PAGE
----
We struggled to decide the fate of Dad’s Facebook profile; somehow gazing upon the digital mask of the dead felt uncanny. We agreed to leave the profile active for a year, allowing those acquaintances from decades past to make the discovery themselves.

A year came and went, the profile remained. How could we erase him?

The first time you experience a near brush with death, it doesn’t sink in. It festers at the tip of your consciousness for a minute or two before dissipating. You take life for granted. It’s a right, not a gift, right? But the second time, it sinks into your bones. It perforates your soul. I am mortal, and perhaps my infantile illusion of immortality has finally disappeared.

As of today, it has been four years since my dad was consumed by cancer. It engulfed him; his lungs, his liver, and yes, even his rectum. “It’s been there for maybe seven to ten years,” they said. The dreaded colonoscopies begin at fifty. He was fifty-one. By fifty-two he was gone. People don’t die at fifty-two. People don’t die at eighteen. Yet my father’s ashes sit in a blue urn on my dining room shelf and his son’s blood is being closely monitored for signs of rare diseases.

I knew more of my father with cancer than without.

But people do die, and perhaps I was privileged enough to feel invincible. I could be gone tomorrow having withered away, lonely, on an uncomfortable hospital bed. If so, where would the eighteen years of my life have gotten me? What mark would I have made? What would be left of me?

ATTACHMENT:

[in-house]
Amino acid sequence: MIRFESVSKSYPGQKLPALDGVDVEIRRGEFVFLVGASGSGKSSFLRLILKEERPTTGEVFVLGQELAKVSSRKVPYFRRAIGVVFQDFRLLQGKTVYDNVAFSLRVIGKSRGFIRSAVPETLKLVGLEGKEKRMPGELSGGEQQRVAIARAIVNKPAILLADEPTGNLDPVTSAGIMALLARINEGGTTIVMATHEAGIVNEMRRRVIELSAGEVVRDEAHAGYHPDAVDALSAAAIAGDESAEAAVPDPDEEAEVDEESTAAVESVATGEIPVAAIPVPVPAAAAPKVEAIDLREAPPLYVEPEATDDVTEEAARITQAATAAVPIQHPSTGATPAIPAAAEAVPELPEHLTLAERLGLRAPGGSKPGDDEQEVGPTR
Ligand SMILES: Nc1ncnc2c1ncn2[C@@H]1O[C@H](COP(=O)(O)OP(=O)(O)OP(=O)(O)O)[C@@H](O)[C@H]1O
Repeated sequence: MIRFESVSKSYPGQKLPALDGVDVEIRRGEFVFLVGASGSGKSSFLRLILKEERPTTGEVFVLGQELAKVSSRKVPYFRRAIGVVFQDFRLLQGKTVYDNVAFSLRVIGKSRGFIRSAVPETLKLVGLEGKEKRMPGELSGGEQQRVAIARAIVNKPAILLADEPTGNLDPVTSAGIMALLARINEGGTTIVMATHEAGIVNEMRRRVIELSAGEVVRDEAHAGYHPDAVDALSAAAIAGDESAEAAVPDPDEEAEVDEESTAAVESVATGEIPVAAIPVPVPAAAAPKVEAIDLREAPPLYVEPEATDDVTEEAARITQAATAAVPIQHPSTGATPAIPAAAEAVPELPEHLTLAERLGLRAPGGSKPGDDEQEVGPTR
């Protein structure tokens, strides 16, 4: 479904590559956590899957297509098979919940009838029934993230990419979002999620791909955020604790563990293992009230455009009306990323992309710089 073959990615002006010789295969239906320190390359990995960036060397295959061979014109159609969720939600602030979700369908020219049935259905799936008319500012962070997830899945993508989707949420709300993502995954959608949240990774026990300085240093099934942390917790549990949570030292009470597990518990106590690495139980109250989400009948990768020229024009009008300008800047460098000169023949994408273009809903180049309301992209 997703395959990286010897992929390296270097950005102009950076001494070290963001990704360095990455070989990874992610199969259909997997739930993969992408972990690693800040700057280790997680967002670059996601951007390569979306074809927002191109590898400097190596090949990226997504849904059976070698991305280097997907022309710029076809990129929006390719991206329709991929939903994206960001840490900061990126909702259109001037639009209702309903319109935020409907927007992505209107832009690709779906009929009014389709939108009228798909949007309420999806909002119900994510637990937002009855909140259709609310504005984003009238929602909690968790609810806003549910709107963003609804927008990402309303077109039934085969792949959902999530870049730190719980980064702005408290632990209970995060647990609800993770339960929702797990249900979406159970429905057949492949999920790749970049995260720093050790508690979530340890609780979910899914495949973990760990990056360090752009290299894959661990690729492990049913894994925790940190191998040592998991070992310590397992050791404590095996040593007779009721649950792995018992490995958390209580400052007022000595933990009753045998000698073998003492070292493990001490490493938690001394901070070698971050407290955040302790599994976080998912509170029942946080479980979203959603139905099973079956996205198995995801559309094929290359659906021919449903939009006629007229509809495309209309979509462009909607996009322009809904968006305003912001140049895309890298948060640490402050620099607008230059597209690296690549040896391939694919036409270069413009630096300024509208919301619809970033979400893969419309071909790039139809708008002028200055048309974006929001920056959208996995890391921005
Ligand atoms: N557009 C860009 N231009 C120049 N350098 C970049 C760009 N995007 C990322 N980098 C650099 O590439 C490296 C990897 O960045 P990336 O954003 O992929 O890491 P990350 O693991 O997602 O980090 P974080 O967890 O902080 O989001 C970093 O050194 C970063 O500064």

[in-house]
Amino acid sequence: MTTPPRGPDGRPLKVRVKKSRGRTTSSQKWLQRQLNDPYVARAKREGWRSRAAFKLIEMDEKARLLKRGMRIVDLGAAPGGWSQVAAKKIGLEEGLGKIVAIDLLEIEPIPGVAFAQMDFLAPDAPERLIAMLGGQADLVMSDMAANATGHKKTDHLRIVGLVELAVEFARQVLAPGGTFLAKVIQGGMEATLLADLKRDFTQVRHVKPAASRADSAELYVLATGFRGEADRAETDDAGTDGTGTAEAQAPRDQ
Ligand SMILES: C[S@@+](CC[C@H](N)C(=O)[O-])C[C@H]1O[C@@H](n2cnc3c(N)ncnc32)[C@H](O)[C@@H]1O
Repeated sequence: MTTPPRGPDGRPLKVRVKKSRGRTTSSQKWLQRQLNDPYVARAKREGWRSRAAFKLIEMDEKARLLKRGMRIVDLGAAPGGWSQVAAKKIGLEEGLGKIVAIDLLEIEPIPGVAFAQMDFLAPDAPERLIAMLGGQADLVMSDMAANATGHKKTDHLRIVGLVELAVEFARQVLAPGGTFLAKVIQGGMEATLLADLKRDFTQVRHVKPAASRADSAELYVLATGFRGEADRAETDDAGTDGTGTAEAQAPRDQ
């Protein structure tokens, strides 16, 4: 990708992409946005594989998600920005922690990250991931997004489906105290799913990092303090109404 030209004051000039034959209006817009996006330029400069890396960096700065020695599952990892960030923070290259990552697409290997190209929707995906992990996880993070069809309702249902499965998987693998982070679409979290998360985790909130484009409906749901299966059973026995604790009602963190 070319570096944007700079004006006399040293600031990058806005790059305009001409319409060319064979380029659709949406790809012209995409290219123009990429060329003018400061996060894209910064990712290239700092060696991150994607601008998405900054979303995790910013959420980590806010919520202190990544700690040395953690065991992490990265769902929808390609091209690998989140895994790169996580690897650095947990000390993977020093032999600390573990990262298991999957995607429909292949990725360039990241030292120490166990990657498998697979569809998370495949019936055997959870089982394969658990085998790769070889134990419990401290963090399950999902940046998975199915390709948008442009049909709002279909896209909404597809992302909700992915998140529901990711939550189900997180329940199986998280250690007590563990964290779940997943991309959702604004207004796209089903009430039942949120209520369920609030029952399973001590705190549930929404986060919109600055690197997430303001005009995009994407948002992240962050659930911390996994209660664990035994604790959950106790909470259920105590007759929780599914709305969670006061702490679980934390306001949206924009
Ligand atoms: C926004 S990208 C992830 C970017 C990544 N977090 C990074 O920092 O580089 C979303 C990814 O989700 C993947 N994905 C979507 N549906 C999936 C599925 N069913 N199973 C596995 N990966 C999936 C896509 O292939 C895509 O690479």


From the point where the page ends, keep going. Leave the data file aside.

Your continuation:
This is the gamble we are forced to take. We spend the first eighteen years of our lives in school, training to live out the remaining fifty, or ten, or one. Just two months before our graduation a kid from a neighboring high school was killed by a drunk driver. Two months shy of graduation, he had spent eighteen years learning what his life could amount to, then didn’t. He gambled and lost.



It is the little things that remind me of my Dad: the chattering squirrels he used to feed and the endless train cars that pass the highway. We’ve adopted little meaningless rituals to remember, like drinking cans of Delaware Punch when we visit New Orleans or eating lunch at Sweet Tomatoes while stopping in Denver. These little homages to a life now gone remind us that he is still here. Perhaps we are afraid that if we don’t partake, he will truly disappear.

He passed away at age fifty-two, an age we all thought was too young; an age he was never really grateful for. A year later as I laid golden on that hospital bed, I would have died at seventeen, thirty-five years earlier than my dad; an age I was ungrateful for. Looking back, I consider myself lucky for each year that I lived, knowing full well that I was not entitled to them. I’m beginning to think that lives aren’t measured in years.

I think what scared me the most was the concept of leaving this earth having left nothing behind, existing purely as a shadow and disappearing just as easily. I know that in time the world will be slowly swallowed by the sun. They say that eventually the universe itself may even collapse inward. On this cosmic scale I know that any impact I might have would be an even more microscopic gesture than any grain of sand, yet somehow also that this cannot be true. Part of me cannot help but feel that I am a part of something larger, and even though I will never truly be able to understand the vastness of space and time, what I understand is that in this moment, I have the ability to touch the lives of billions of people. Maybe if you were to add together all the moments I had touched together, you might see something as large as a grain of sand. If you tracked its journey from the shoreline out to sea and followed the pathway into an incomprehensible oblivion, I imagine that the way would be lit by its past. This series of smaller than microscopic events marking the trail, leading towards a future impossible to achieve without remnants of the past.